Contributed by Jacqueline Lentini McCullough, February 2, 2018
After a decade of rapid growth which saw the international student population increase 85 percent to over a million students, the number of newly arriving international students fell 3 percent in the 2016-2017 academic year.
President Trump’s campaign rhetoric and subsequent action as President have contributed to substantial declines in international student enrollment for the current academic year. Across the country the number of new international students declined an average of 7 percent according to a study of about 500 campuses by the Institute of International Education, with 45 percent of campuses reporting at least some decrease.
I encourage education and university clients, and any employer hiring international students to be calm and take a breath. One thing I have noticed about President Trump’s actions is that they have been very consistent with his campaign promises: border enforcement and bans. He wants to move to a merit-based immigration system similar to Canada and Australia.
If the U.S. does move to a merit-based immigration system, international students may gain an advantage. A merit-based system is point-based and prizes highly educated immigrants. Who would be better positioned than those who gained a U.S. college education?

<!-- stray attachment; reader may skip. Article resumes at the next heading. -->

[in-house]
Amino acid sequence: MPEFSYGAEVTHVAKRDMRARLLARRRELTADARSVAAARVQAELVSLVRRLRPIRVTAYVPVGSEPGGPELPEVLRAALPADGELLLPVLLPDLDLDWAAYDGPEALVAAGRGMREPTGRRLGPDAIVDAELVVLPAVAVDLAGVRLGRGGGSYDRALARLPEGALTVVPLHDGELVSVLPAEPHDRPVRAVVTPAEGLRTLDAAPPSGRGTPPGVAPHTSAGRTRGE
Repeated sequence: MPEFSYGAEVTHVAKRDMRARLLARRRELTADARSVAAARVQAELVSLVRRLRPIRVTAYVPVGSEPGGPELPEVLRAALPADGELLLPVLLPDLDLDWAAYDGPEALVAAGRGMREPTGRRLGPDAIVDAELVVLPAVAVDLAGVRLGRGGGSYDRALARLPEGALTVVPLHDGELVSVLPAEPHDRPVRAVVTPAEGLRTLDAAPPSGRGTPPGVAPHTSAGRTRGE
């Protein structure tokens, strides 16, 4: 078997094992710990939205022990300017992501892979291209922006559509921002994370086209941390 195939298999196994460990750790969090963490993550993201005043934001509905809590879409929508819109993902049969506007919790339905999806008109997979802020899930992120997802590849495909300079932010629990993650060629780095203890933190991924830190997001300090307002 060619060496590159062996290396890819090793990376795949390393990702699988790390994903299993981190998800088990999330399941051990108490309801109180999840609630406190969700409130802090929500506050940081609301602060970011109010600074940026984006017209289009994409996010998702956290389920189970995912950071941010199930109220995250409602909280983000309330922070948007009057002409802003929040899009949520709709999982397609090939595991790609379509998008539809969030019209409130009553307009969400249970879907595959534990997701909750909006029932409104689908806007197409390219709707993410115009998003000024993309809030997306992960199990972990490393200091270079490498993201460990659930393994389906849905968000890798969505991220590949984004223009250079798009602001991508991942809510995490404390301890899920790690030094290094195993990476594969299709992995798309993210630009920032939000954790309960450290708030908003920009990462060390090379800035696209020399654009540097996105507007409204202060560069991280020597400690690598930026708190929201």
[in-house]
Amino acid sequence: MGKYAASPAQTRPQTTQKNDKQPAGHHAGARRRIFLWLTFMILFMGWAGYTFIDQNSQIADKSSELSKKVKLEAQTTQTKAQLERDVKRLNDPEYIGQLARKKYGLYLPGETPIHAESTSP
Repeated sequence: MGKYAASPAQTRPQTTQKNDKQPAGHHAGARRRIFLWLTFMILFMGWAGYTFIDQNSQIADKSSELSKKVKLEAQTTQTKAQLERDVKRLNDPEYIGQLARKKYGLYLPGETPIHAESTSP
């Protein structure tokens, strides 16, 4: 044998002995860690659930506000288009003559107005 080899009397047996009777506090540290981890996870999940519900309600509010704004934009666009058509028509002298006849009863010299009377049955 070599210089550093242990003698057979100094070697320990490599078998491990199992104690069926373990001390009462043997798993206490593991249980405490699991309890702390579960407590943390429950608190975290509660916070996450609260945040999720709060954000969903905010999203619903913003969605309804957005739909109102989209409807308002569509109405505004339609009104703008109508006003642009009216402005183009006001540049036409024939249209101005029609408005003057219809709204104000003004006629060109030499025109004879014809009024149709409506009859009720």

In fact, Sen. Orrin Hatch and Sen. Jeff Flake introduced a bill in the U.S. Senate last week, the Immigration Innovation (I-Squared) Act of 2018, to allow as many as 195,000 H-1B visas. The proposal would increase the number of H-1B visas by 110,000 (from 85,000), while awarding U.S. advanced degree-holders expanded priority in the selection process.
As colleges regroup to recruit internationally in this context, it is recommended that they approach prospects with an eye toward the H-1B visa that international students will ultimately want to apply for. These are students who:
- Intend on a STEM major: Engineering majors are the safest bet.
- Plan to work in a STEM field or true specialty occupation: Qualifying occupations include doctors, lawyers, teachers and engineers.
Unfortunately, unless a student wants to teach a foreign language, liberal arts students are unlikely to qualify for an H-1B visa.
Colleges may even want to use the possible advantage of U.S. college education in a merit-based immigration system as a recruiting point.
U.S. colleges, universities and employers can weather this intense immigration storm by staying calm and focusing their recruitment on the areas most likely to succeed with visas.